When we think of China today, we think of a technological superpower. From Huweai and 5G to TikTok and viral social media, China is stride for stride with the United States in the world of computing. However, China’s technological renaissance almost didn’t happen. And for one very basic reason: The Chinese language, with its 70,000 plus characters, couldn’t fit on a keyboard.  Today, we tell the story of Professor Wang Yongmin, a hard headed computer programmer who solved this puzzle and laid the foundation for the China we know today. This episode was reported and produced by Simon Adler with reporting assistance from Yang Yang. Special thanks to Martin Howard. You can view his renowned collection of typewriters at: antiquetypewriters.com Support Radiolab today at Radiolab.org/donate. 
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Dispatches from 1918

Dispatches from 1918

: Website

: Jul 17th, 2020

It’s hard to imagine what the world will look like when COVID-19 has passed. So in this episode, we look back to the years after 1918, at the political, artistic, and viral aftermath of the flu pandemic that killed between 50 and 100 million people and left our world permanently transformed. This episode was reported and produced by Rachael Cusick, Tad Davis, Tracie Hunte, Matt Kielty, Latif Nasser, Sarah Qari, Pat Walters, Molly Webster, with production assistance from Tad Davis and Bethel Habte. Special thanks to the Radio Diaries podcast for letting us use an excerpt of their interview with Harry Mills. You can find the original episode here. For more on Egon Schiele’s life, check out the Leopold Museum’s biography, by Verena Gamper. Support Radiolab today at Radiolab.org/donate.  
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The Flag and the Fury

The Flag and the Fury

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: Jul 12th, 2020

How do you actually make change in the world? For 126 years, Mississippi has had the Confederate battle flag on their state flag, and they were the last state in the nation where that emblem remained “officially” flying.  A few days ago, that flag came down. A few days before that, it coming down would have seemed impossible. We dive into the story behind this de-flagging: a journey involving a clash of histories, designs, families, and even cheerleading. This show is a collaboration with OSM Audio. Kiese Laymon's memoir Heavy is here. And the Hospitality Flag webpage is here.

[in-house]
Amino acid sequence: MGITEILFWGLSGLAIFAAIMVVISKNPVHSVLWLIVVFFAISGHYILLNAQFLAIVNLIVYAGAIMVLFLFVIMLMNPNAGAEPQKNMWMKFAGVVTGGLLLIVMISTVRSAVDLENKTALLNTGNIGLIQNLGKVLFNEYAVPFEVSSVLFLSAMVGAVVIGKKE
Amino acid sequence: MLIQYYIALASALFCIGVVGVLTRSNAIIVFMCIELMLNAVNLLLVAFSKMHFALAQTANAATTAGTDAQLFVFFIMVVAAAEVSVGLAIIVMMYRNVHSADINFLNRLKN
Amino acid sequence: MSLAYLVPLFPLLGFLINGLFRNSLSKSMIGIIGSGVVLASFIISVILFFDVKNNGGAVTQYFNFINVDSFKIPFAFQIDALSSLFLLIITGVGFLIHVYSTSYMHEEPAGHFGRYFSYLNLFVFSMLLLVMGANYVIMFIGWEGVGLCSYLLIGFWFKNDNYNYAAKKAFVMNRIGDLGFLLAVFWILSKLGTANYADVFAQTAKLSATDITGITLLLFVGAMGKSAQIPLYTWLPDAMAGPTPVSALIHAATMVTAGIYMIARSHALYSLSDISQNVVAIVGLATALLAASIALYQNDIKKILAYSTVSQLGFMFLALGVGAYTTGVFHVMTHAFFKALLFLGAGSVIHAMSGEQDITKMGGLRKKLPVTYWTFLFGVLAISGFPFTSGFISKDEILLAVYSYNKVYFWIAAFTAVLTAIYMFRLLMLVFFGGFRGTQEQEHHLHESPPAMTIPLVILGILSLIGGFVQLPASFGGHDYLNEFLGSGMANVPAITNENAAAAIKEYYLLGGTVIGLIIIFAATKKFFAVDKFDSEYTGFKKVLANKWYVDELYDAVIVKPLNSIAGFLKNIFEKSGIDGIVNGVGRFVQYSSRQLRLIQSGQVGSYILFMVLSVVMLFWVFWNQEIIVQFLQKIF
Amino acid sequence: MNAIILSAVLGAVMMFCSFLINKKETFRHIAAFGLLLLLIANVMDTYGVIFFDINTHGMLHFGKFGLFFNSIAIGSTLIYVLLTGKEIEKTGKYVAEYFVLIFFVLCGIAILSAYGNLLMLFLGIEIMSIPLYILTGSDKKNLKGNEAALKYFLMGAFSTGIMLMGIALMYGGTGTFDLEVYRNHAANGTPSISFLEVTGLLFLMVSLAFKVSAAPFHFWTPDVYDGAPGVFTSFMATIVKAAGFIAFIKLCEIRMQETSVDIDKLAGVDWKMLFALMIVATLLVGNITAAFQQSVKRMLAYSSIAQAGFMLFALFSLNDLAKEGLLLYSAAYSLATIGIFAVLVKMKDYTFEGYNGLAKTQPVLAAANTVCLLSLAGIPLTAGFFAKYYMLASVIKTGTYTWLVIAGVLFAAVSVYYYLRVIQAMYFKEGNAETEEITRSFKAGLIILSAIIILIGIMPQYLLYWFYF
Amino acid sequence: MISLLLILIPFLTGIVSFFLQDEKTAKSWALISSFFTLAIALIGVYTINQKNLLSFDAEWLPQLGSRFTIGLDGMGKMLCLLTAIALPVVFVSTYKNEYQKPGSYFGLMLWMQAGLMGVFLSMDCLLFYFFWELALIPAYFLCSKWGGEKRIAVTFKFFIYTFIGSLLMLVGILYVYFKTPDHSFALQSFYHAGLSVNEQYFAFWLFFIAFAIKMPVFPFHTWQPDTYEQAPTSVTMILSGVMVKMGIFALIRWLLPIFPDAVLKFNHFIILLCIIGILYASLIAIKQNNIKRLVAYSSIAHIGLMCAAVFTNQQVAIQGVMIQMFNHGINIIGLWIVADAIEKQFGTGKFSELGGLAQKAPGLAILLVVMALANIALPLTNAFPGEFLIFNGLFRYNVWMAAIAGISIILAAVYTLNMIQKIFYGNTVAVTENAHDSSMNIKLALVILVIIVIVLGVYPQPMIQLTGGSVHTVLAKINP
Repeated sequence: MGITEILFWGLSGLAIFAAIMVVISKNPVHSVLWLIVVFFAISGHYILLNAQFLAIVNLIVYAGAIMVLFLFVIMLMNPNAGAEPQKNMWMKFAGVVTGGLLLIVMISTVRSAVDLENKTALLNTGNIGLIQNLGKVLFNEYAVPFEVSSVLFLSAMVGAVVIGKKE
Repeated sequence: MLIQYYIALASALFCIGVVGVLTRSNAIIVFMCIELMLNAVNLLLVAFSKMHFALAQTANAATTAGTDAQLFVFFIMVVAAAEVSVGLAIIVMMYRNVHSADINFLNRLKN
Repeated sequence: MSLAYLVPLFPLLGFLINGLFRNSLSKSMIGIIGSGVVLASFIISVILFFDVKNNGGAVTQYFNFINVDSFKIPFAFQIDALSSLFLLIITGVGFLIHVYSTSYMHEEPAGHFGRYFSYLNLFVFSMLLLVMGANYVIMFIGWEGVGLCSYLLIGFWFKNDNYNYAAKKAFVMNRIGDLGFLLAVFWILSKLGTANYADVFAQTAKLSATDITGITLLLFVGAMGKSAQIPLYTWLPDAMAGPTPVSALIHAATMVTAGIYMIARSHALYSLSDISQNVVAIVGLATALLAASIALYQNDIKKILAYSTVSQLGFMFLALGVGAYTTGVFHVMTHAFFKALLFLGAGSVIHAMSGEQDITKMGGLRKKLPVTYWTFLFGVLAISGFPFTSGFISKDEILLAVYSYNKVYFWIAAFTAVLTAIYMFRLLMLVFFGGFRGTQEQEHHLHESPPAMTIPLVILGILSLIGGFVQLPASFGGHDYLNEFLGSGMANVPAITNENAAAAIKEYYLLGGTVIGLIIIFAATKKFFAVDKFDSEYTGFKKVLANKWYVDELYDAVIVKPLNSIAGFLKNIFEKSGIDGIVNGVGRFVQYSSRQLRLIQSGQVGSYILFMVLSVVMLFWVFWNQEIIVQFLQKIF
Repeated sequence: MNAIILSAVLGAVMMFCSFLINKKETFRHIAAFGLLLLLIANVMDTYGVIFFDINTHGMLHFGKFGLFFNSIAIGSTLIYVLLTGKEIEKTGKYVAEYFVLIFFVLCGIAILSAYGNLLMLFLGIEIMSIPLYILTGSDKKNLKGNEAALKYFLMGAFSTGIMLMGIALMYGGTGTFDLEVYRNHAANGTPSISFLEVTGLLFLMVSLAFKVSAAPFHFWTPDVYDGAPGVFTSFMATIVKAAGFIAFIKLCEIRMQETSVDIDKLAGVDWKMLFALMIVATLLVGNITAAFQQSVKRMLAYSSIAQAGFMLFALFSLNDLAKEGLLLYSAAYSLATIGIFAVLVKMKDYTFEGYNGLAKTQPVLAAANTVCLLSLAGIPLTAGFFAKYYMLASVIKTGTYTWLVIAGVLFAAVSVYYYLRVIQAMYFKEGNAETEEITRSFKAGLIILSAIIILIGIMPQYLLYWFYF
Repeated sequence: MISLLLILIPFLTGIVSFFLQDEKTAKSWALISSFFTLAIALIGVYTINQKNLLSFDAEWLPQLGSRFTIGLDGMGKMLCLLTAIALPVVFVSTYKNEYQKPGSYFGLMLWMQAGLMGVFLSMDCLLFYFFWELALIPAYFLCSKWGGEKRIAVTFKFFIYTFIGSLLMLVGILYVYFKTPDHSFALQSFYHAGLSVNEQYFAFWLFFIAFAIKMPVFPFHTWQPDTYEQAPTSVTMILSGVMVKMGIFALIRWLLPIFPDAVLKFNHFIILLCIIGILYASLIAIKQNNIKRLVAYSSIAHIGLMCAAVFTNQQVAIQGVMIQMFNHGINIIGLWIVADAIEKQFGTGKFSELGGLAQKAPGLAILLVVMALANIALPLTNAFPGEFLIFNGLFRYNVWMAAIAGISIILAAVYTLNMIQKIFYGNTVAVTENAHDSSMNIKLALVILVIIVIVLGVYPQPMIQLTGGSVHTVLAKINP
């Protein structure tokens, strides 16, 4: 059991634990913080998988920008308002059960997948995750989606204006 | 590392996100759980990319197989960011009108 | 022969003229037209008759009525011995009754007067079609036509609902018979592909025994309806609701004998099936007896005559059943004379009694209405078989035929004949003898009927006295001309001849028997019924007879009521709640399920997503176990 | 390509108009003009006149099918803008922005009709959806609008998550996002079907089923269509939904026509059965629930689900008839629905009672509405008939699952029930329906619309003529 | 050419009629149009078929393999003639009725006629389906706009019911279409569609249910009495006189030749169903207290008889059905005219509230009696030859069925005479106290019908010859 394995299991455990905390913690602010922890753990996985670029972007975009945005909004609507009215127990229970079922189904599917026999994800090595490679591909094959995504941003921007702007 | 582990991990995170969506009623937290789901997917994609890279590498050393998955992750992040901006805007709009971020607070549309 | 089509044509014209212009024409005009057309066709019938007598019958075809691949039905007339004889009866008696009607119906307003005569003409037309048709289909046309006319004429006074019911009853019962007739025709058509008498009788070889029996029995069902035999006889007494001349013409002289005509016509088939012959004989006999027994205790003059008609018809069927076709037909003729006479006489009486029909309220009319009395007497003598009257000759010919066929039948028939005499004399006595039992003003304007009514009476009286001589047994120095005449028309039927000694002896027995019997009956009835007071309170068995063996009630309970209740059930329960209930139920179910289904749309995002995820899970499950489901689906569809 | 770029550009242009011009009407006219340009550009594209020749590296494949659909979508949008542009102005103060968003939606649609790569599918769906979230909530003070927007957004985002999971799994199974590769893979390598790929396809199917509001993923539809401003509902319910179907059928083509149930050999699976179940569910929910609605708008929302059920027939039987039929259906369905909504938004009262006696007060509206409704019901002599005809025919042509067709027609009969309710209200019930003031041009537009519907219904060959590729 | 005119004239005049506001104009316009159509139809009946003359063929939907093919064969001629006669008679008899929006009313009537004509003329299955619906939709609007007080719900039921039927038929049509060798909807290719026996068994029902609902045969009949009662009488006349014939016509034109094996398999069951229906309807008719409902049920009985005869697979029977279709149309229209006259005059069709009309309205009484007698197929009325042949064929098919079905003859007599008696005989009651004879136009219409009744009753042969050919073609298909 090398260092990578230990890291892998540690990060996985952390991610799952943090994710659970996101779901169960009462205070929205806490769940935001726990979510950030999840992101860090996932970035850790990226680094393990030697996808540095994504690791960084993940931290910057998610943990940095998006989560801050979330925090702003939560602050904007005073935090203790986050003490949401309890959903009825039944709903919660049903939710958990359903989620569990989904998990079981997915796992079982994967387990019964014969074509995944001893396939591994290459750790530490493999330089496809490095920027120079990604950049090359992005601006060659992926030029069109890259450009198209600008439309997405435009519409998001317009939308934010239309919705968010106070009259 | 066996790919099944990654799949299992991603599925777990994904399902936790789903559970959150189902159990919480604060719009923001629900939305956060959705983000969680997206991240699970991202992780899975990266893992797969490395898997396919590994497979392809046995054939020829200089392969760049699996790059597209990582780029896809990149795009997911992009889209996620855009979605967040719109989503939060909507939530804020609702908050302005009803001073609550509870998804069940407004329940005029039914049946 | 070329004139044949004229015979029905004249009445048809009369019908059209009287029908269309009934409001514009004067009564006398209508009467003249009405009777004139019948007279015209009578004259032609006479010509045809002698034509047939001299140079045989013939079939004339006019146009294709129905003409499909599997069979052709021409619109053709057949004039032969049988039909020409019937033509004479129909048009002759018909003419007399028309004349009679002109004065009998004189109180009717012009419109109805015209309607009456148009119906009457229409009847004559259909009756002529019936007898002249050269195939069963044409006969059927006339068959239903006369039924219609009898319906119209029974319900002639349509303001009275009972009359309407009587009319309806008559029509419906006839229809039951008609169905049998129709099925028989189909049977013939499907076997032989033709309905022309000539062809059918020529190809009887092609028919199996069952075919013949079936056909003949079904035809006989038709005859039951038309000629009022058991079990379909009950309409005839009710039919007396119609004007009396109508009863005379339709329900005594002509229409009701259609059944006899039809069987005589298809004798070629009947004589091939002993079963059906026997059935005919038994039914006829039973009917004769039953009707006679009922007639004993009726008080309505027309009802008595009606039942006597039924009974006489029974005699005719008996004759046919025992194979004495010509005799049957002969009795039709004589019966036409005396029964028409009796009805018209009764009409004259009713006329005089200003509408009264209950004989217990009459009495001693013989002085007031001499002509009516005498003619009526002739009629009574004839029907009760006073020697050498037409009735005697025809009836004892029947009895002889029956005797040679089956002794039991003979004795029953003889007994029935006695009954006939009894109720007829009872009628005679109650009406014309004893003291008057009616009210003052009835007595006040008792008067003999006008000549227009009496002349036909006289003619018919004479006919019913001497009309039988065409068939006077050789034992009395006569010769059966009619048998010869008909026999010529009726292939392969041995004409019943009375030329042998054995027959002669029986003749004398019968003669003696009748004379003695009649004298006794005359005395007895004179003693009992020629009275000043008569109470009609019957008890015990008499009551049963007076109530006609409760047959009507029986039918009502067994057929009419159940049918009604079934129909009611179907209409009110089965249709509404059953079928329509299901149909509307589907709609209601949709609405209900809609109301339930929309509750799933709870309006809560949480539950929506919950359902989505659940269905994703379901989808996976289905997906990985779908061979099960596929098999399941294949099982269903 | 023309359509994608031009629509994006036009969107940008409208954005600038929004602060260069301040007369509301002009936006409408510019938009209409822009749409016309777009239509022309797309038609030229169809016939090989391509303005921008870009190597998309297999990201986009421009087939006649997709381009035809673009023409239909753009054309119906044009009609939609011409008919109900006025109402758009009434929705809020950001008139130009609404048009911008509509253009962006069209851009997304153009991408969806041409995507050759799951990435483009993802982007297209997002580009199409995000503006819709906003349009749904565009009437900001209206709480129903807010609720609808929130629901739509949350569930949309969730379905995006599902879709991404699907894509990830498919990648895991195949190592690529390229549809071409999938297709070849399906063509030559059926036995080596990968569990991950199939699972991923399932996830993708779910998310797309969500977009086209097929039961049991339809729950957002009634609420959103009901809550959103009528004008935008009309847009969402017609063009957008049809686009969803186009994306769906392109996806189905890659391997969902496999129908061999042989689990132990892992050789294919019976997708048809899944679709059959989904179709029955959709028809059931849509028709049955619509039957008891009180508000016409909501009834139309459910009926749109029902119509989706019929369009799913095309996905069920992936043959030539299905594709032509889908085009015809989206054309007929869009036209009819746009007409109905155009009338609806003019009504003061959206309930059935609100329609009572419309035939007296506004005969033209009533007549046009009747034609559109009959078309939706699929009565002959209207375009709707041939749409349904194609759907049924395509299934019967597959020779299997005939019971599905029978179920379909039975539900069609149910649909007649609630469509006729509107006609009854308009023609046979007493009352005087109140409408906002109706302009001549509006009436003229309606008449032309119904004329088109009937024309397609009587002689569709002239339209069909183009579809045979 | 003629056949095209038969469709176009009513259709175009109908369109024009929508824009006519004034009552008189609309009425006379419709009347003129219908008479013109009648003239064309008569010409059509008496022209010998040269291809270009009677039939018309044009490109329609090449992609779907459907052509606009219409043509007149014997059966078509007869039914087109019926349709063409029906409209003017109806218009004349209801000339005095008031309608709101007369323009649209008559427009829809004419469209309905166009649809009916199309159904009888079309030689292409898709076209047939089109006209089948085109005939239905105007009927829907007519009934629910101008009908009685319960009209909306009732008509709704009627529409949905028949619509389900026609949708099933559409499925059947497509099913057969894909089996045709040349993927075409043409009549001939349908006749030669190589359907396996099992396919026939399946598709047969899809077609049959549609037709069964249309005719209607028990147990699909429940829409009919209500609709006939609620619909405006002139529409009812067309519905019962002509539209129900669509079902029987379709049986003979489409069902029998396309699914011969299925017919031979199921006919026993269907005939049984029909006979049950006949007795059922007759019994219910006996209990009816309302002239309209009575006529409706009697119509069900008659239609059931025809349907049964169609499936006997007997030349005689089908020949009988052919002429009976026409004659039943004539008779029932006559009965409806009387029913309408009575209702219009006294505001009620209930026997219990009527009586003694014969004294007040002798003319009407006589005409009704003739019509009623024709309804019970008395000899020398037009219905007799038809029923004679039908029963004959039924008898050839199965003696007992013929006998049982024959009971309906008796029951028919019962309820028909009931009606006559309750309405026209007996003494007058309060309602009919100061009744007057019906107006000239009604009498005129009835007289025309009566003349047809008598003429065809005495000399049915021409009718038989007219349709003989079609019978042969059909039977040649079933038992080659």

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Right to be Forgotten

Right to be Forgotten

: Website

: Aug 23rd, 2019

In an online world, that story about you lives forever. The tipsy photograph of you at the college football game? It’s up there. That news article about the political rally you were marching at? It’s up there. A DUI? That’s there, too. But what if ... it wasn’t. In Cleveland, Ohio, a group of journalists are trying out an experiment that has the potential to turn things upside down: they are unpublishing content they’ve already published. Photographs, names, entire articles. Every month or so, they get together to decide what content stays, and what content goes. On today’s episode, reporter Molly Webster goes inside the room where the decisions are being made, listening case-by-case as editors decide who, or what, gets to be deleted. It’s a story about time and memory; mistakes and second chances; and society as we know it. This episode was reported by Molly Webster, and produced by Molly Webster and Bethel Habte.  Special thanks to Kathy English, David Erdos, Ed Haber, Brewster Kahle, Jane Kamensky and all the people who helped shape this story. Support Radiolab today at Radiolab.org/donate.  To learn more about Cleveland.com’s “right to be forgotten experiment,” check out the very first column Molly read about the project.